Guest Column: Getting the best out of your app retention strategies: Mukesh Agarwal, RevX
Most app marketers are shifting focus towards re-engagement and retention, as acquiring new users becomes increasingly difficult and expensive. Learn how to stay ahead of the curve by keeping in mind a few steps
RevX recently made a presentation on the evolution of app retargeting at MAU VEGAS 2017, a mobile growth conference organized by Grow.co. The presentation focused on the growth and maturity of retargeting technology for native mobile apps (presentation video.) App retargeting is relatively new compared to its web counterpart, which has been around for a decade. However, the technology stack has rapidly evolved to bring functional parity with web and adoption is growing quickly. Most app marketers are shifting focus towards re-engagement and retention, as acquiring new users becomes increasingly difficult and expensive. In this article, we look at the evolution of app retargeting across three phases and how marketers can get the best out of their app retention strategies.
App Retargeting 1.0
App retargeting platforms entered the market around 2012. While new user acquisition and app notification remained the dominant growth channels, app marketers realized the need for paid re-engagement, akin to the fast-growing and highly effective web retargeting services. Traditional web-retargeting platforms didn’t move quickly enough to offer basic building blocks of retargeting “user tracking,” as pixel-based technology prevalent in the web environment was not transferable. Noticing the opportunity, app retargeting specialists emerged to offer app retargeting technology and services.
The early version of this technology was difficult to implement as it required a specialized SDK to track user activity and there was no straightforward way to attribute conversions and measure ROI. Retargeting ads was largely static and clicking ads didn’t take users to the place of action (e.g. product details page) inside the app. Despite these limitations, early adopters saw significant value when proliferation of apps was driving down app retention and engagement.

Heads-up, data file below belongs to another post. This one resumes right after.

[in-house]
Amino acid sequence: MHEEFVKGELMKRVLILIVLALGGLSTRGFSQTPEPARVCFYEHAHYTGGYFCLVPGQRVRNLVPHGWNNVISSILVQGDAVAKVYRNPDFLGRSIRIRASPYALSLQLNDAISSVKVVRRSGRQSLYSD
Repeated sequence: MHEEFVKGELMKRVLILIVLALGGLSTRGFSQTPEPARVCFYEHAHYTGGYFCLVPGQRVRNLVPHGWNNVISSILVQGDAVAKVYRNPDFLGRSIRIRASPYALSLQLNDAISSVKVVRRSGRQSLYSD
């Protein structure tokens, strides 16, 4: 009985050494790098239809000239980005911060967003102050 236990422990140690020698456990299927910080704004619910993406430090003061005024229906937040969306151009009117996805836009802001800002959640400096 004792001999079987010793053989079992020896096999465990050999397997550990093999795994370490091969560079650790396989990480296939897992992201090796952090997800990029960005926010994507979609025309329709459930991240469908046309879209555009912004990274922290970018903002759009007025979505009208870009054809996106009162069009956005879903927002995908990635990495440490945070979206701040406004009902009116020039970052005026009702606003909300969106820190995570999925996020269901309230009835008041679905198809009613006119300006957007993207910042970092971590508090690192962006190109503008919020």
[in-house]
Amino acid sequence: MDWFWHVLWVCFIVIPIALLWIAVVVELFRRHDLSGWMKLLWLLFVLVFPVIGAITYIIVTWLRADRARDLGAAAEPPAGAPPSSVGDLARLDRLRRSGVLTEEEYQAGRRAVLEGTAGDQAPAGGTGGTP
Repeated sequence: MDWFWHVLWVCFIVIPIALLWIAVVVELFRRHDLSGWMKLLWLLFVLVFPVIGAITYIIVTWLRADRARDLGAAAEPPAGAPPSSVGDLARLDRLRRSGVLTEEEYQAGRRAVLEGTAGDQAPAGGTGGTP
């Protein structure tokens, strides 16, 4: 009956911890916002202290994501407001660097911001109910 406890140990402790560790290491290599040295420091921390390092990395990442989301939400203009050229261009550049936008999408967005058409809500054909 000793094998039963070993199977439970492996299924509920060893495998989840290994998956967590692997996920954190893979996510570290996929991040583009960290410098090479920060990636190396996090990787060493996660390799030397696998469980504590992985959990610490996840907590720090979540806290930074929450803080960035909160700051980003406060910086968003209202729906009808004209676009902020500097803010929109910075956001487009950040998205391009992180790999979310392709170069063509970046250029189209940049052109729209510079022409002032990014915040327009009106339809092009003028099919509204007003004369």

App Retargeting 2.0
The second phase of app retargeting centered on building the technology to bring app retargeting functionality and efficacy at par with web retargeting, and reducing the barriers to adoption for app marketers. Noticing the problems and opportunities, app marketing technologies raced to build the essential blocks for app retargeting. Partnering with Mobile Attribution Partners or Mobile Measurement Partners (MMP), (companies like AppsFlyer, Tune, Apsalar, Kochava etc.) seemed like the appropriate next steps to remove the barriers to adoption.
Mobile attribution platforms were built to address install attribution and had a unique advantage as most apps already had their SDK implemented in the app to track and measure acquisition campaigns. For these mobile attribution platforms, tracking in-app activities to support user analytics, segmentation and app retargeting became an obvious extension. Additionally, the attribution platforms evolved to support retargeting campaigns. Now, with the same SDK, marketers could track installs, in-app activity and retargeting campaigns. The server-2-server (S2S) integration between measurement platforms and app retargeting platforms reduced barriers to run retargeting campaigns. (A few web retargeting platforms acquired or built app tracking SDKs, only to shut them down later.)
The last missing piece to support dynamic ads and bring app retargeting features at par with web retargeting, was the link scheme for apps (called Deeplinks,) and required OS level support. At this critical juncture, both Google and Apple launched deeplinking capabilities and third-party platforms evolved and added functionality to manage deeplinks.
Thus, in the second phase of app retargeting, various technology vendors in the mobile app ecosystem came forward to build different pieces like user tracking, deeplinking, attribution, and retargeting. The similarity between the app and the web retargeting ecosystems ends at media execution as the programmatic framework to buy media is the only thing that is identical across both channels.
There are significant differences in behind-the-scene tech stacks. Web retargeting platforms generally offer all the required hooks to collect data, build audiences and serve dynamic ads which gives greater flexibility. App retargeting platforms talk to an app’s measurement and attribution vendor for data onboarding through server-to-server integration and typically require a data transformation layer. Given these differences, app retargeting specialists have leapfrogged web retargeting platforms on technology, functionality and performance.